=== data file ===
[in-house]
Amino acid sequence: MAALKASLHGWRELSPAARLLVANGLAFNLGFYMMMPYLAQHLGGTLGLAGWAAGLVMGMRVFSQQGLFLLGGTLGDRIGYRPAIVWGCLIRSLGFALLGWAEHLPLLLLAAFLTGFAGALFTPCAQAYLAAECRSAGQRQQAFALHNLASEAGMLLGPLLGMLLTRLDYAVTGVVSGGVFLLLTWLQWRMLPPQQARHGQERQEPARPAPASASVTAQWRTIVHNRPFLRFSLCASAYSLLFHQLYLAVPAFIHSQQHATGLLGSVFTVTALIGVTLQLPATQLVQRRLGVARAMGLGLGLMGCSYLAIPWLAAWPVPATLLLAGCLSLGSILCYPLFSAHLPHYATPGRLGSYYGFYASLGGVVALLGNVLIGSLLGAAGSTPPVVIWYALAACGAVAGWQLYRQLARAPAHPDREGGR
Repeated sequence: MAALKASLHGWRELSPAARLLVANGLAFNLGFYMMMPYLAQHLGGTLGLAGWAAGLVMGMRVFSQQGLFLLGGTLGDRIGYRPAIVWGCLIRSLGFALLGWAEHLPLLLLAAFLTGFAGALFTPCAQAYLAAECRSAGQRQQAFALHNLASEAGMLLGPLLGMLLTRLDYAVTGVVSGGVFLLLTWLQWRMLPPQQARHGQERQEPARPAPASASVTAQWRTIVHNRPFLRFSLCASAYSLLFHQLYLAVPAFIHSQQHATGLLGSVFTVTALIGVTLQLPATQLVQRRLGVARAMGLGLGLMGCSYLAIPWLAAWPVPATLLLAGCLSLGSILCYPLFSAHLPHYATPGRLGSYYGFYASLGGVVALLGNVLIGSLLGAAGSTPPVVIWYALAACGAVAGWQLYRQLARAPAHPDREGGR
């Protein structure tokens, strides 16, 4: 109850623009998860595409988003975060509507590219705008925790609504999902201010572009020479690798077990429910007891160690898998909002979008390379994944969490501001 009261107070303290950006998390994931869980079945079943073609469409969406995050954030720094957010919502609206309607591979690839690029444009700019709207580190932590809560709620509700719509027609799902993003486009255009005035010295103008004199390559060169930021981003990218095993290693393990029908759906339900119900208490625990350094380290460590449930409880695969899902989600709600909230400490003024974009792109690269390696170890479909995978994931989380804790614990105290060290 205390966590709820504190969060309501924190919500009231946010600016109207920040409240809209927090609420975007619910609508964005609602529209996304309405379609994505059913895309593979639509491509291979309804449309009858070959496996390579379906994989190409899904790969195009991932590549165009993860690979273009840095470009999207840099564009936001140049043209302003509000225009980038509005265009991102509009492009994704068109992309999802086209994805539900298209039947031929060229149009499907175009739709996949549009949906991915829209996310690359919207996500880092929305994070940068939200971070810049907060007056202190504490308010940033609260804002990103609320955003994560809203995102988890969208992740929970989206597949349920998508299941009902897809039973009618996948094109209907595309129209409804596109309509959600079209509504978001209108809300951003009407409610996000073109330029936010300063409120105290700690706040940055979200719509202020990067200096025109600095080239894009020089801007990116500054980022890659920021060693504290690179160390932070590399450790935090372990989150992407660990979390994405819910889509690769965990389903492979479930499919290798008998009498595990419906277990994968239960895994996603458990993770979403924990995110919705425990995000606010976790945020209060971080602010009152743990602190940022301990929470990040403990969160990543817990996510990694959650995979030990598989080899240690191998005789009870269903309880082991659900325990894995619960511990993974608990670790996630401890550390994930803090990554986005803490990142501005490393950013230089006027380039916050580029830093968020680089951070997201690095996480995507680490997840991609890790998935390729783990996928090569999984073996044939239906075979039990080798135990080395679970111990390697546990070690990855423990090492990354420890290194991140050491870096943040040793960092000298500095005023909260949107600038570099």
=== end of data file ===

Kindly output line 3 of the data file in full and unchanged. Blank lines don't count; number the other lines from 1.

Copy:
Repeated sequence: MAALKASLHGWRELSPAARLLVANGLAFNLGFYMMMPYLAQHLGGTLGLAGWAAGLVMGMRVFSQQGLFLLGGTLGDRIGYRPAIVWGCLIRSLGFALLGWAEHLPLLLLAAFLTGFAGALFTPCAQAYLAAECRSAGQRQQAFALHNLASEAGMLLGPLLGMLLTRLDYAVTGVVSGGVFLLLTWLQWRMLPPQQARHGQERQEPARPAPASASVTAQWRTIVHNRPFLRFSLCASAYSLLFHQLYLAVPAFIHSQQHATGLLGSVFTVTALIGVTLQLPATQLVQRRLGVARAMGLGLGLMGCSYLAIPWLAAWPVPATLLLAGCLSLGSILCYPLFSAHLPHYATPGRLGSYYGFYASLGGVVALLGNVLIGSLLGAAGSTPPVVIWYALAACGAVAGWQLYRQLARAPAHPDREGGR